Zimbabwe President Emmerson Mnangagwa on Friday unveiled a new cabinet in which two senior military officials who played a central role in bringing him to power were given key jobs.
Sibusiso Moyo, the army officer who went on state TV on November 15 to announce the military’s takeover of power, has been appointed foreign minister, while air force commander Perrance Shiri is the new minister of lands, agriculture and rural resettlement.
Zimbabwe’s longtime ruler, Robert Mugabe, stepped down a week after the military’s move, allowing his erstwhile Vice President, Mnangagwa, to return from hiding out in South Africa to pick up the reins as interim President a week ago.
The 22 members of the cabinet are all members of the ruling Zanu-PF party, dashing Zimbaweans’ hopes that Mnangagwa might include opposition representatives in his government.
The 75-year-old had promised in his inauguration speech last Friday to reach out to the opposition, and he pledged sweeping reforms and a crackdown on rampant corruption.
The main opposition MDC-T party has previously raised concerns over what role the military might play ahead of next year’s election, with Mnangagwa at the helm of the security forces.
Shiri is known to many Zimbabweans as the former commander of the North Korean-trained Fifth Brigade, which played a major role in massacres in western Zimbabwe’s Matabeleland in the 1980s.
Tens of thousands of civilians are estimated to have been killed in what Mugabe called “Gukurahundi,” a word in Shona, the country’s main language, meaning “the rain that seeps away the chaff.” The government’s stated objective for the operation at the time was to target dissidents.
Mnangagwa was the head of state security and the Central Intelligence Organization during the wave of terror.
The cabinet appointments take immediate effect, said Regis Chikowore of Zimbabwe’s Information Ministry. A swearing-in ceremony is scheduled for Monday morning.
Following the announcement, some Zimbabweans took to social media to vent their anger and disappointment.
“Up until now, we had given the putsch (coup) the benefit of the doubt. We did so in the genuine, perhaps naive, view that the country could actually move forward. We craved for change, peace and stability in our country. How wrong we were,” wrote Tendai Biti, Zimbabwe’s former finance minister and a prominent government critic.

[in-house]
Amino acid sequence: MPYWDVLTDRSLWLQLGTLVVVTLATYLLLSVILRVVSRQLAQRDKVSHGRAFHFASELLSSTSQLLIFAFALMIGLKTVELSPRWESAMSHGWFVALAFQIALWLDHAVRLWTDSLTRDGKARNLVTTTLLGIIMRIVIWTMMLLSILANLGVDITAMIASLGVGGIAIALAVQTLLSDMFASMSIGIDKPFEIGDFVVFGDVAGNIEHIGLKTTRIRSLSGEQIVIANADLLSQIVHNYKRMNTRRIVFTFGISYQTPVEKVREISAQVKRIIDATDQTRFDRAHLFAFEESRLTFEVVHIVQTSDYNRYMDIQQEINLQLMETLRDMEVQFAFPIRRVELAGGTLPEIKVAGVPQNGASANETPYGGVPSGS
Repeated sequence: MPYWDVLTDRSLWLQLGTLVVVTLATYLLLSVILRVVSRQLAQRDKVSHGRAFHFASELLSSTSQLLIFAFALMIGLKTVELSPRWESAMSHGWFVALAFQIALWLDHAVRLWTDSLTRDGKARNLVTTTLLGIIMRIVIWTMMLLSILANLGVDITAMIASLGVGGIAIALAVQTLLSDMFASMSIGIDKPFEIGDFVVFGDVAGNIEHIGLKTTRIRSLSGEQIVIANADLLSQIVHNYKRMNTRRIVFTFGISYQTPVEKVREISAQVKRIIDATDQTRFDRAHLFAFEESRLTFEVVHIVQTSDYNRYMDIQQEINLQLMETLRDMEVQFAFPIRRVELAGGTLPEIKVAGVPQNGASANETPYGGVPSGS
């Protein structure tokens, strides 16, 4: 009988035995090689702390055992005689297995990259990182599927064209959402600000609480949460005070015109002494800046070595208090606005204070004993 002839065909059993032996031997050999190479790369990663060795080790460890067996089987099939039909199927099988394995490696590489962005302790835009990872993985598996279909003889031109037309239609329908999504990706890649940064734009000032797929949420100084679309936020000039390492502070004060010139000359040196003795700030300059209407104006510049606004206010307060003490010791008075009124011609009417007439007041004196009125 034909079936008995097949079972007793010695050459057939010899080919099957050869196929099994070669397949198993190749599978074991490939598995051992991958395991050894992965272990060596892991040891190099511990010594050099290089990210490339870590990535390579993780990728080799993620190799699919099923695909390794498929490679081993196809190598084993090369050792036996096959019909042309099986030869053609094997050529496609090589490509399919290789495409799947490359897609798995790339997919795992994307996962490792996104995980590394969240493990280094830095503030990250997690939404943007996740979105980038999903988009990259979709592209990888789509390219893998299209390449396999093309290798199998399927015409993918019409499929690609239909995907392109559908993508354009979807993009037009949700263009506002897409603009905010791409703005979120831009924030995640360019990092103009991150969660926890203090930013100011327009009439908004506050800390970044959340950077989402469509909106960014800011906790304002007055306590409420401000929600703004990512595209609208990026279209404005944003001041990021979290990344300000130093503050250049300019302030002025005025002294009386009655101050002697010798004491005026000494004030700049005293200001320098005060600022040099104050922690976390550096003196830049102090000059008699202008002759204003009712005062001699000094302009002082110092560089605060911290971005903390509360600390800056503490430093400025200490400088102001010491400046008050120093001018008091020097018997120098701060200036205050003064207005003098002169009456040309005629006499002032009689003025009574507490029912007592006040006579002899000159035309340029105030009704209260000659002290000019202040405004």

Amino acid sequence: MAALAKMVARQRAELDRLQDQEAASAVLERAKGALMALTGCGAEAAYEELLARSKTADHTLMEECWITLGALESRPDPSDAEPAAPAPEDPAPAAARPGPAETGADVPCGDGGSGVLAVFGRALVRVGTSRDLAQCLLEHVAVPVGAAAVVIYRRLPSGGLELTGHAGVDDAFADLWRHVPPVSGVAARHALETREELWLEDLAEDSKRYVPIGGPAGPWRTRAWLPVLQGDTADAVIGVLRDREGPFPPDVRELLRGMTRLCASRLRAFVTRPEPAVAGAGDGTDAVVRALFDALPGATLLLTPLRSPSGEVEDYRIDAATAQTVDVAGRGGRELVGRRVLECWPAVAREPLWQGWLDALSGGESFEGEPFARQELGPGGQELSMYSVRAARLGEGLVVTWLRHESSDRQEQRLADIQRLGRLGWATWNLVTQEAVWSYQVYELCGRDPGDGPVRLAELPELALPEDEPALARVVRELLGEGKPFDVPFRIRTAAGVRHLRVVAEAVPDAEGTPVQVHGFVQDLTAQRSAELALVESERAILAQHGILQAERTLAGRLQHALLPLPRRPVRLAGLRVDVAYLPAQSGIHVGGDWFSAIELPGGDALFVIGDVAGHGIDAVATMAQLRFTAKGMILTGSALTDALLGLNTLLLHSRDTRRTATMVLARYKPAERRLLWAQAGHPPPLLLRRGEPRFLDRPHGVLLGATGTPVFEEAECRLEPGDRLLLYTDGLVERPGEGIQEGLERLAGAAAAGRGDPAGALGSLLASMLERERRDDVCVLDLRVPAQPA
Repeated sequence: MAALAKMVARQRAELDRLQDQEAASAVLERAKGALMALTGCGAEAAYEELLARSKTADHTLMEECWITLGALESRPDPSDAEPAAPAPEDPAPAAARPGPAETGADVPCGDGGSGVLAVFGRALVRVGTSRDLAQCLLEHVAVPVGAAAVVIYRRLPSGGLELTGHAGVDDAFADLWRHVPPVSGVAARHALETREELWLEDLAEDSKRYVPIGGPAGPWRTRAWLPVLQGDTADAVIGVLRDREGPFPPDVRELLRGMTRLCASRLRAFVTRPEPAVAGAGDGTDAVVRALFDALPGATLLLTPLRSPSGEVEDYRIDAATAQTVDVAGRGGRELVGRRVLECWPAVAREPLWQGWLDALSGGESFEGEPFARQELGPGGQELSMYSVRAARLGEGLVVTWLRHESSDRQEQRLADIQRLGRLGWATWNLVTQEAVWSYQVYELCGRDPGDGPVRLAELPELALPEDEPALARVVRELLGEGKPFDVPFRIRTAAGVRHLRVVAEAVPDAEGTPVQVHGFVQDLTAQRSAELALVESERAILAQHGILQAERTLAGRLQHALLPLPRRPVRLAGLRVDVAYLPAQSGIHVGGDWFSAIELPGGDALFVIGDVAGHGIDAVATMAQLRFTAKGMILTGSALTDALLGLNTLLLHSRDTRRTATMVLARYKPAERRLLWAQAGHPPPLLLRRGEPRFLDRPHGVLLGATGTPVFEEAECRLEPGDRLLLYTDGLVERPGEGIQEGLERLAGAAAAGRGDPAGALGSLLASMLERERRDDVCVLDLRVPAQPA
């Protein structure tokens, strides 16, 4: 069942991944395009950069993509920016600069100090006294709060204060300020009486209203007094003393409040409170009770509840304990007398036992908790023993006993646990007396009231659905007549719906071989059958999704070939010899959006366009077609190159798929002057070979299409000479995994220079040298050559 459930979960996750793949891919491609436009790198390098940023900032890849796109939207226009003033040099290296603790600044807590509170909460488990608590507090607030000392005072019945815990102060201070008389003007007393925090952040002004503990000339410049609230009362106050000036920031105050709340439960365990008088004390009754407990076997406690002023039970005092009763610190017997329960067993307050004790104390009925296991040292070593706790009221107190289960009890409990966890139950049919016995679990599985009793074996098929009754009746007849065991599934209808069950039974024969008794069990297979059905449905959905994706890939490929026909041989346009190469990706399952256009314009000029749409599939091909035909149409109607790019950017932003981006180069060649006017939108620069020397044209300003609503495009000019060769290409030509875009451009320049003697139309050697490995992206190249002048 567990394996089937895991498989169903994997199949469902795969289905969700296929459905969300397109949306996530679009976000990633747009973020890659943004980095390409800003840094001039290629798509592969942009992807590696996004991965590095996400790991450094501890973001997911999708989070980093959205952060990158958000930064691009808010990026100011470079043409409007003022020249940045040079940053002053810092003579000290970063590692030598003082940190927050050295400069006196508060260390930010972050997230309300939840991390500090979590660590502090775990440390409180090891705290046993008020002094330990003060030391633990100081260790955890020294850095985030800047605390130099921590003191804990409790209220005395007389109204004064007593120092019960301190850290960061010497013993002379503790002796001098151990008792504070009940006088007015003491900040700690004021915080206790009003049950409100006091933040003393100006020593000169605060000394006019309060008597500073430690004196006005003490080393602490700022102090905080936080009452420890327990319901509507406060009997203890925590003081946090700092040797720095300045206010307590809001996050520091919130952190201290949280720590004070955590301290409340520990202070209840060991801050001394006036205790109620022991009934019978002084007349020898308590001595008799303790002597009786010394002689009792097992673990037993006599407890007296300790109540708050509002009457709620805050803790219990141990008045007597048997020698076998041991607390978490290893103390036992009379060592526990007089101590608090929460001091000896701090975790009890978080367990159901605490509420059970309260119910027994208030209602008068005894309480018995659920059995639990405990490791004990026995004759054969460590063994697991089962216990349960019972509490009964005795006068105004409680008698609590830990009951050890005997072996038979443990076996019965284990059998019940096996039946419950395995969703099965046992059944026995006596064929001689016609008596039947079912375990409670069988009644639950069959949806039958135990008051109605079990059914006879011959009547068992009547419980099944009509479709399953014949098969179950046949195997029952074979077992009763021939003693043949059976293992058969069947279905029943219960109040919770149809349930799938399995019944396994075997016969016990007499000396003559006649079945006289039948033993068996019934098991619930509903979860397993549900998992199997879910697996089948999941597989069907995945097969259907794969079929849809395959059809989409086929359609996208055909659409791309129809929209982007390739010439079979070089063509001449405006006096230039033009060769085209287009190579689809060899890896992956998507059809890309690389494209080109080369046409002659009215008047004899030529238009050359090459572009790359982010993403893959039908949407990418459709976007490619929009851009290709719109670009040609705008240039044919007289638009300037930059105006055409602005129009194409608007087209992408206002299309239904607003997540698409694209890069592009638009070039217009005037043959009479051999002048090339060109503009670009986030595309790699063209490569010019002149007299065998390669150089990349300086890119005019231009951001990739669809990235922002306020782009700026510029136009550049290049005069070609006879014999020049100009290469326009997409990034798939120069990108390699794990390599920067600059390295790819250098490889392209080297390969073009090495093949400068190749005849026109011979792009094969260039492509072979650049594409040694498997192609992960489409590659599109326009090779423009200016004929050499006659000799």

Zimbabwean media mogul Trevor Ncube tweeted: “President Mnangagwa’s cabinet is very disappointing. Largely the same people that caused this crisis have been recycled. The honeymoon comes to an end and reality dawns. His concern seems to have been rewarding those who brought him to power and Zanu-PF unity.”
Mnangagwa, who promised a “leaner” cabinet after taking power, has fewer ministers than in Mugabe’s last government.
Notably, Patrick Chinamasa was brought back as finance and economic development minister, a post he previously held under Mugabe. At his inauguration, Mnangagwa promised reforms to lift Zimbabwe out of poverty by jump-starting the country’s stagnant economy.
Chris Mutsvangwa, head of the influential Zimbabwe National Liberation War Veterans Association, which threw its support behind Mnangagwa, is the country’s new information minister.
Mnangagwa also appointed six new deputy ministers and 10 ministers of state for provincial affairs. He is yet to appoint two vice presidents, which Zimbabwe’s constitution allows a sitting president to do.
Minor changes to Mnangagwa’s team were announced Saturday in order to ensure compliance with the constitution.
Mugabe’s former allies in the G40 faction that opposed Mnangagwa were dropped from the cabinet, including Sydney Sekeramayi, Zimbabwe’s longest serving minister, who had been in government since 1980.
CNN’s Laura Smith-Spark and Brent Swails contributed to this report.